Your liver produces bile, a substance involved in the digestion and breakdown of fats, cholesterol, and waste products in your food.

When you’re not eating, the bile is stored in the gallbladder, a small, pouch-like organ located in the upper abdomen. When you eat, the bile is transported from the gallbladder to the small intestine through tubes known as bile ducts.

Several bile duct disorders can cause damage to the bile duct, hindering the movement of bile, leading to a loss of function and, eventually, to severe conditions such as liver failure, kidney dysfunction, malnutrition, and bleeding. If you experience any symptoms of bile duct disorders, be sure to contact a medical professional immediately.

Types of Bile Duct Disorders

Gallstones are hard deposits made of cholesterol, calcium salts, or bilirubin that can sometimes build up inside the gallbladder. In certain instances, they travel out of the gallbladder and into the bile duct, causing blockage. This results in jaundice and other symptoms. If the duct remains blocked, the bile can build up and leak into the bloodstream, or lead to a severe infection such as cholangitis. Gallstones are most common in older people, women, and obese adults. Treatment for gallstones is only necessary if you begin to show symptoms.

Cholangitis is inflammation to the bile duct system, generally caused by a bacterial infection, gallstones, a blood infection, tumors, or an autoimmune condition. Cholangitis can occur suddenly or be a chronic, continuous condition. There are several types of cholangitis, including Primary sclerosing cholangitis (PSC) and Primary Biliary Cholangitis (PBC), that vary in origin, severity, and outcome.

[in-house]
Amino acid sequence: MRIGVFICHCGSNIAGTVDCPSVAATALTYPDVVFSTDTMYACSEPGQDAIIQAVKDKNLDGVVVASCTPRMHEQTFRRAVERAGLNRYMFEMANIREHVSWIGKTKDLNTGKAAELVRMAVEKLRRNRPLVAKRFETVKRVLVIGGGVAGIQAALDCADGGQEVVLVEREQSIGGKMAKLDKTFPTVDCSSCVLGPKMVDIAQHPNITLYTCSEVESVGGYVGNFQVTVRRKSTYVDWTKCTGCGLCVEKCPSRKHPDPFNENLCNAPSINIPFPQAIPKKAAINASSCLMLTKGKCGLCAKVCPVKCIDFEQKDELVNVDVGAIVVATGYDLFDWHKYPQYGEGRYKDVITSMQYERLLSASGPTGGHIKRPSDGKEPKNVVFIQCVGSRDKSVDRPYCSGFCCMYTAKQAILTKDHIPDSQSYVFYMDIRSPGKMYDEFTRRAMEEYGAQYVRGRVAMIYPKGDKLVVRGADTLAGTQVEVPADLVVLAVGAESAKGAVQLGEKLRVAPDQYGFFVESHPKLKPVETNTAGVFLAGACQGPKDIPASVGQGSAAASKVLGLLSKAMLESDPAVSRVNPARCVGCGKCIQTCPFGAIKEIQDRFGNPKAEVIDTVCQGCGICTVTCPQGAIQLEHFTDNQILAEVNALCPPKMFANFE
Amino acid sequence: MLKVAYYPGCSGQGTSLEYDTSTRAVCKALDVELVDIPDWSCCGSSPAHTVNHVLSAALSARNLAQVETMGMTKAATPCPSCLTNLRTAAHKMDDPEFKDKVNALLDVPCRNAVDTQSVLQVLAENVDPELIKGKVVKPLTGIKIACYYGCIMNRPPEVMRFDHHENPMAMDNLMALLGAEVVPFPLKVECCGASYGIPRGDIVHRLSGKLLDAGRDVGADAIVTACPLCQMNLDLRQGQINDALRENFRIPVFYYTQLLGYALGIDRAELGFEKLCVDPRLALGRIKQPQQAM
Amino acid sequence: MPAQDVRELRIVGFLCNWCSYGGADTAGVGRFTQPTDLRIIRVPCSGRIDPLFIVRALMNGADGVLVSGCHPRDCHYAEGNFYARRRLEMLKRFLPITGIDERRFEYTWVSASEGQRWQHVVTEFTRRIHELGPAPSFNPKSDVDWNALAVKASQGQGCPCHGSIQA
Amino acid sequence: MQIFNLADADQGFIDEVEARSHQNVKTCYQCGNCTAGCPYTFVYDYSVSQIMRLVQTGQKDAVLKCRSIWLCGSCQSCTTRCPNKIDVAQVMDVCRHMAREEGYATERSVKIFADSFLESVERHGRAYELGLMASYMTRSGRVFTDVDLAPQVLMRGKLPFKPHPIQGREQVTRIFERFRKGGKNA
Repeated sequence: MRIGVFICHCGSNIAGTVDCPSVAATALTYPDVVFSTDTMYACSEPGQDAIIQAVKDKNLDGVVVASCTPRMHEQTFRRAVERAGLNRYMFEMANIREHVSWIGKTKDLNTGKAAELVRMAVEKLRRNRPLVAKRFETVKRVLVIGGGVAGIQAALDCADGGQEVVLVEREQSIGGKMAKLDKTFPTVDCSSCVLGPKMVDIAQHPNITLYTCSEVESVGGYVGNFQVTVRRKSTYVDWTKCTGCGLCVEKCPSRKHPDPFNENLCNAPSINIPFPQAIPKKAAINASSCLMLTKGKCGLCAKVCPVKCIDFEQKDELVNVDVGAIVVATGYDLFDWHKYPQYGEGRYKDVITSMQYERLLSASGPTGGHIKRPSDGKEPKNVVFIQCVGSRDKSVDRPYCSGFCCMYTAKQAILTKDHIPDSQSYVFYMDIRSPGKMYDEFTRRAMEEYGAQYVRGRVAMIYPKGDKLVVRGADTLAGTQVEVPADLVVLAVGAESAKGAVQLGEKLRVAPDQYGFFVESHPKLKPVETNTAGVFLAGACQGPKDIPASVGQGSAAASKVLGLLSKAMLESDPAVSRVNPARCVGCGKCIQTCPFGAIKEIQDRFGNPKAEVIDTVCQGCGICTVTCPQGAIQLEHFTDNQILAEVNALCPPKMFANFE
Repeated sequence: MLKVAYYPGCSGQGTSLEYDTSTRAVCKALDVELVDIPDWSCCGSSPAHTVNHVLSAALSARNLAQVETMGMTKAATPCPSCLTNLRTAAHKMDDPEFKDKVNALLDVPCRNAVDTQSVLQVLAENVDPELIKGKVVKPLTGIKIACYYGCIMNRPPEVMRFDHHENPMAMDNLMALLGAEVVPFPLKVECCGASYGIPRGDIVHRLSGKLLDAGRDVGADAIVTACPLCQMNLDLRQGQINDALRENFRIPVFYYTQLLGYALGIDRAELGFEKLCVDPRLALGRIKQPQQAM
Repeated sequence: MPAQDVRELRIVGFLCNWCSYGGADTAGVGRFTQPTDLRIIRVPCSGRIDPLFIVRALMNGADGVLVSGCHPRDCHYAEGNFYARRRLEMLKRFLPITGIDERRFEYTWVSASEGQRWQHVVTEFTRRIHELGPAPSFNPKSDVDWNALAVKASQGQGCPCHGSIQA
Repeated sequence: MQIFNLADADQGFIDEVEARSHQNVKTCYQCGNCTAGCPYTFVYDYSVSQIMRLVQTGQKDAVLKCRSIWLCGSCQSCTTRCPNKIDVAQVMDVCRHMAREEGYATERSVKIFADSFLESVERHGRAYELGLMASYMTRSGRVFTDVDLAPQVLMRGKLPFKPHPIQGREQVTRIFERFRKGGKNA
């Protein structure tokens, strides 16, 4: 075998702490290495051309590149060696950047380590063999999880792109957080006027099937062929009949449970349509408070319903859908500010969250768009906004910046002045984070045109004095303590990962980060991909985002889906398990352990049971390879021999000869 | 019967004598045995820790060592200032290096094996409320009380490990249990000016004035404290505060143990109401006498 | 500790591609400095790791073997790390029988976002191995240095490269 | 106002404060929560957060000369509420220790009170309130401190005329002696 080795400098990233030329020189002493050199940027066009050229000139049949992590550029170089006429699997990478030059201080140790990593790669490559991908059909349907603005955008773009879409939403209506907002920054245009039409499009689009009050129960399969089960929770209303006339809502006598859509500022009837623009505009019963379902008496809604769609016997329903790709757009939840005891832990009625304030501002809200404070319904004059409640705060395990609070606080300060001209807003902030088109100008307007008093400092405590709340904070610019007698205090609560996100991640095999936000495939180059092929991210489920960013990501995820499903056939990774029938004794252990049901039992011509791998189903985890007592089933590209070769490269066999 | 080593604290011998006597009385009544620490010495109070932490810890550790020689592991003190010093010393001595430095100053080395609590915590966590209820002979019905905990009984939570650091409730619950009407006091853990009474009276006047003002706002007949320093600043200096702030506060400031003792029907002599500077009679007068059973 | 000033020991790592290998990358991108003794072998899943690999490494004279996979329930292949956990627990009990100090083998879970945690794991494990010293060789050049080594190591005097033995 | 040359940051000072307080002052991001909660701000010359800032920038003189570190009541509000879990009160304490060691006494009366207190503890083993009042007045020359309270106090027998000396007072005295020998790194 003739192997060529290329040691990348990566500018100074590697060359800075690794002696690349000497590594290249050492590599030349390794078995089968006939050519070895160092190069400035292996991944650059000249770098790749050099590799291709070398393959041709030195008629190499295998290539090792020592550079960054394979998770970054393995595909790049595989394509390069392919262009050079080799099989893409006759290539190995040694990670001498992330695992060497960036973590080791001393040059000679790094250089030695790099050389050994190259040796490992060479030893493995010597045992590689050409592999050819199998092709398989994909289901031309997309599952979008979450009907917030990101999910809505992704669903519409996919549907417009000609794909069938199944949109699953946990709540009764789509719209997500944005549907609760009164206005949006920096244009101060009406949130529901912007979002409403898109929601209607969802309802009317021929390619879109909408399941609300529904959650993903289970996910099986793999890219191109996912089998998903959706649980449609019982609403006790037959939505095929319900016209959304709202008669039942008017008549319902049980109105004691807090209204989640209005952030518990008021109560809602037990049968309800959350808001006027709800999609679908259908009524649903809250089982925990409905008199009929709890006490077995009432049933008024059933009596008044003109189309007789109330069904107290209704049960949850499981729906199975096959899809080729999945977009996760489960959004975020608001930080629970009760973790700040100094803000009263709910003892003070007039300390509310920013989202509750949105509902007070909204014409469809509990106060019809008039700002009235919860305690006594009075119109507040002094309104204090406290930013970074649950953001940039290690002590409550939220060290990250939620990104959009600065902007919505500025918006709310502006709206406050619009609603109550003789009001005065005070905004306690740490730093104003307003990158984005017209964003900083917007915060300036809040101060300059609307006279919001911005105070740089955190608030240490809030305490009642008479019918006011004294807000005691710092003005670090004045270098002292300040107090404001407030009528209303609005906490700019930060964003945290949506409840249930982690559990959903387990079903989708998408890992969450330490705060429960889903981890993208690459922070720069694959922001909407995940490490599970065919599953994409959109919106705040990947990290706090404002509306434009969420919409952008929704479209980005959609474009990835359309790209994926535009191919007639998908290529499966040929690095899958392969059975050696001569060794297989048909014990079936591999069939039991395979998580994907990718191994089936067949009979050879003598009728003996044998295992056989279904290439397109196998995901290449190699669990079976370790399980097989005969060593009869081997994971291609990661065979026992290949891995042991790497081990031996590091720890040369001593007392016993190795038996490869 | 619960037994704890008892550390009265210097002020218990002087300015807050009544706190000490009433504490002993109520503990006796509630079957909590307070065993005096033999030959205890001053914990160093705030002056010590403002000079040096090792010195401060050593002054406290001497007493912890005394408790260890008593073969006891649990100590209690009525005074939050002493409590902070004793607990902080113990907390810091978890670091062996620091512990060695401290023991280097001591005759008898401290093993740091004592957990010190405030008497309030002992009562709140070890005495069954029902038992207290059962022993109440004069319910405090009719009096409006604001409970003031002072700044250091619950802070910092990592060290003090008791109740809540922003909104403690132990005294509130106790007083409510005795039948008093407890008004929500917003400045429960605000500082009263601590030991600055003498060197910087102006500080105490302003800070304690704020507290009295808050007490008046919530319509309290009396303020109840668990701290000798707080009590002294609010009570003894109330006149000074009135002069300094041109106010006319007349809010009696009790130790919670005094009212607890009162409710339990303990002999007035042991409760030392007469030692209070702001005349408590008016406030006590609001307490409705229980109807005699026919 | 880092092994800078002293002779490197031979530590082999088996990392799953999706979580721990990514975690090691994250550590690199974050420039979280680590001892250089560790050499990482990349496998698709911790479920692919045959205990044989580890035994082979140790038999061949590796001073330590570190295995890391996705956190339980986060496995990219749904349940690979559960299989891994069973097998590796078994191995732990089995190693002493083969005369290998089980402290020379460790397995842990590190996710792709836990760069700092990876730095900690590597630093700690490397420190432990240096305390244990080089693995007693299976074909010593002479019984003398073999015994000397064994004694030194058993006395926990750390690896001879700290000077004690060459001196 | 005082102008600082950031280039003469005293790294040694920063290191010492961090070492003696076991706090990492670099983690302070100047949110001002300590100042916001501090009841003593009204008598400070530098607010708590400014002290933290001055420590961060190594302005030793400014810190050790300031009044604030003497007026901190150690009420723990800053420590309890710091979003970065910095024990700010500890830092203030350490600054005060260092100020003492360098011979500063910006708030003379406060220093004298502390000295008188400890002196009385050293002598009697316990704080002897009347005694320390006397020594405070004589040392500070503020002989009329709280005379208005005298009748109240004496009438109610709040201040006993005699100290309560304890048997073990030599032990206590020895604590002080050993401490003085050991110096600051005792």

Stricture of the bile duct is when the bile duct narrows, preventing the flow of bile. This can result in cholangitis and other severe conditions overtime. Strictures may occur from trauma to the abdomen or during surgery. In rare cases, they can be caused by bile duct cancer or tumors.

Bile Duct Cancer (Cholangiocarcinoma) is a form of rare cancer. This disease is caused by the formation of malignant cells in the bile ducts. Having certain liver diseases can increase the risk of cholangiocarcinoma.

Symptoms of Bile Duct Disorders

  • Jaundice (yellowing of skin or eyes)
  • Unexplained weight loss
  • Fatigue
  • Chills
  • Nausea
  • Fever
  • Loss of appetite
  • Abdominal pain, of varying severity
  • Night sweats
  • Itchy skin

Diagnosing Bile Duct Disorders

The method of diagnosis depends on the type of disorder as well as your unique situation. Bilirubin blood testing may be used to identify high levels of bilirubin your blood, which diagnoses jaundice. An Endoscopic Retrograde Cholangiopancreatogram (ERCP) uses dye to create an image of your bile ducts during an x-ray. To diagnose primary sclerosing cholangitis, your doctor may advise ​​Magnetic Resonance Cholangiopancreatography (MRC), which uses an MRI test to make images of your bile ducts. An endoscopic ultrasound (EUS) may be performed to examine your bile ducts as well. Ultrasonography, a CT scan, an MRI, or a biopsy may be recommended as well.

Treatments for Bile Duct Disorders

An ERCP may be used to removed small gallstones. Severe gallstones may result in the need to remove the gallbladder, which is called a cholecystectomy.

Cholangitis often results in severe symptoms and hospitalization may be necessary.  Antibiotics can improve some forms of cholangitis. ERCP (endoscopic retrograde cholangiopancreatography) may be required to drain the bile duct. This involves the placement of a long, flexible tube down the esophagus and into the stomach. This tube has a camera, allowing your doctor to see the bile duct and other organs. Surgery may be required if ERCP is unsuccessful.